Skarsgård & Goth Are Intense In Wild, Empty Horror [Sundance]
Feb 18, 2023
Home Movie Reviews Infinity Pool Review: Skarsgård & Goth Are Intense In Wild, Empty Horror [Sundance]
It’s meant to shock & disgust, but while Infinity Pool starts off interestingly enough, its take on power, corruption, and privilege only goes so far.
Alexander Skarsgård in Infinity Pool
Not every horror film has something thoughtful to say. Infinity Pool is one such film. Written and directed by Brandon Cronenberg, Infinity Pool boasts enticing performances by Mia Goth and Alexander Skarsgård, but one can’t help but wonder about the film’s superficiality despite its off-the-wall depravity. It’s meant to shock and disgust — and it does — but while Infinity Pool starts off interestingly enough, its take on power, corruption, and privilege only goes so far.
James Foster (Skarsgård) is vacationing with his wife Em (Cleopatra Coleman) at a resort on the fictitious island of La Tolqa. James is a writer who hasn’t published in six years and is struggling to find inspiration on his trip. His marriage to Em, a publishing heiress who supports James financially, is not exactly happy, but everything changes when James meets Gabi (Pearl and X star Mia Goth), a self-proclaimed fan of his book, and her husband Alban (Jalil Lespert). The couple encourages James and Em to join them for a night outside the resort, despite the fact that they’re not allowed beyond its wired gates. When James hits one of the locals with his car, he must answer for his crimes — or, pay a sum to the police to clone him so that his double will die in his place. As one can imagine, things get all the more interesting after that.
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Mia Goth and Alexander Skarsgård in Infinity Pool
Infinity Pool is all about style over substance. Cronenberg doesn’t seem very invested in anything else. To be sure, the vibes are certainly there, and one can get onboard with the depraved characters, especially as everything gets all the more twisted over the course of the film. But there is also an emptiness to the story. The film asks intriguing questions, broaching themes of morality and wealth, as well as what it means when death and consequences are no longer an obstacle, but it’s hollow and limited in its scope. The intention is clear, the execution is underwhelming.
Perhaps the most engrossing aspect of the film is Skarsgård’s character, who can’t really seem to find his footing and sees himself as a failure. James carries himself in a way that asserts he feels small and weak. Joining Gabi’s group, the only people who understand what he’s going through, is a way for him to feel empowered — at least for a while. But once things get out of hand (really wild and disturbing stuff happens on the island), James is back to feeling even worse about everything and himself.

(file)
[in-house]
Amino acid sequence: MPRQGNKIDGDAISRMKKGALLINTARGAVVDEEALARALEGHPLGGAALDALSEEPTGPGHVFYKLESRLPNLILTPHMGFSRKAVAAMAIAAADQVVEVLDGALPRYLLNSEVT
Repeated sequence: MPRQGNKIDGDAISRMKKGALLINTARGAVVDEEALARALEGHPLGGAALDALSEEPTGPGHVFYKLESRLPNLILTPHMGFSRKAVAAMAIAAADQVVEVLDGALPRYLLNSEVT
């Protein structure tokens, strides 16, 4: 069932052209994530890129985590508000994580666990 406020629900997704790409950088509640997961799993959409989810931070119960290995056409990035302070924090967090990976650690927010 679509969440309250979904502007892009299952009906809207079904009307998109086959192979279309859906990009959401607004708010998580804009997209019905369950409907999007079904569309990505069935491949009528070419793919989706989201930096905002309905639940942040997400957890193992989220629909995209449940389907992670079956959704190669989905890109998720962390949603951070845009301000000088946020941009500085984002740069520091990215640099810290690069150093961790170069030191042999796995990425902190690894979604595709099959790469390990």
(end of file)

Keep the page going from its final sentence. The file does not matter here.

However, Cronenberg is only half-interested in exploring James fully. Most of the characters are underdeveloped and underutilized. That said, Skarsgård and Goth give their all to their characters. They’re engaging and willing to lean into the wild and unexpected. Their performances are thrilling. Skarsgård doesn’t aim to charm, and he’s believable as a failed writer who questions his talent. Goth, meanwhile, continues to prove that she can easily shift between sweet and chaotic. She’s magnetic to watch.
The film is more intent on the body horror and debauchery of it all, not even taking the time to explore the fictitious island that serves as the story’s setting, leaving things vague enough so that the characters are free to do what they want. The film goes all out in other respects. There is gore, the violence takes on a disturbing sense of glee that makes Infinity Pool all the more unnerving to watch, and the body horror is intense. It’s like being on a roller coaster ride that veers off its track.
There is a certain thrill that runs through Infinity Pool, mainly because viewers will be wondering what weird, deranged thing will happen next. In that regard, the film succeeds despite being underwhelming elsewhere. Unfortunately, the story is messy and the lack of cohesion impacts its execution. It happily embraces its weirdness though, and if viewers are willing to go along for the ride, then it might prove to be somewhat engaging.
More: Past Lives Review: Celine Song’s Debut Is Soulful, Tender, Devastating [Sundance]
Infinity Pool premiered at the 2023 Sundance Film Festival January 21. The film is 117 minutes long and rated R for graphic violence, disturbing material, strong sexual content, graphic nudity, drug use and some language. It will be released in theaters Friday, January 27.
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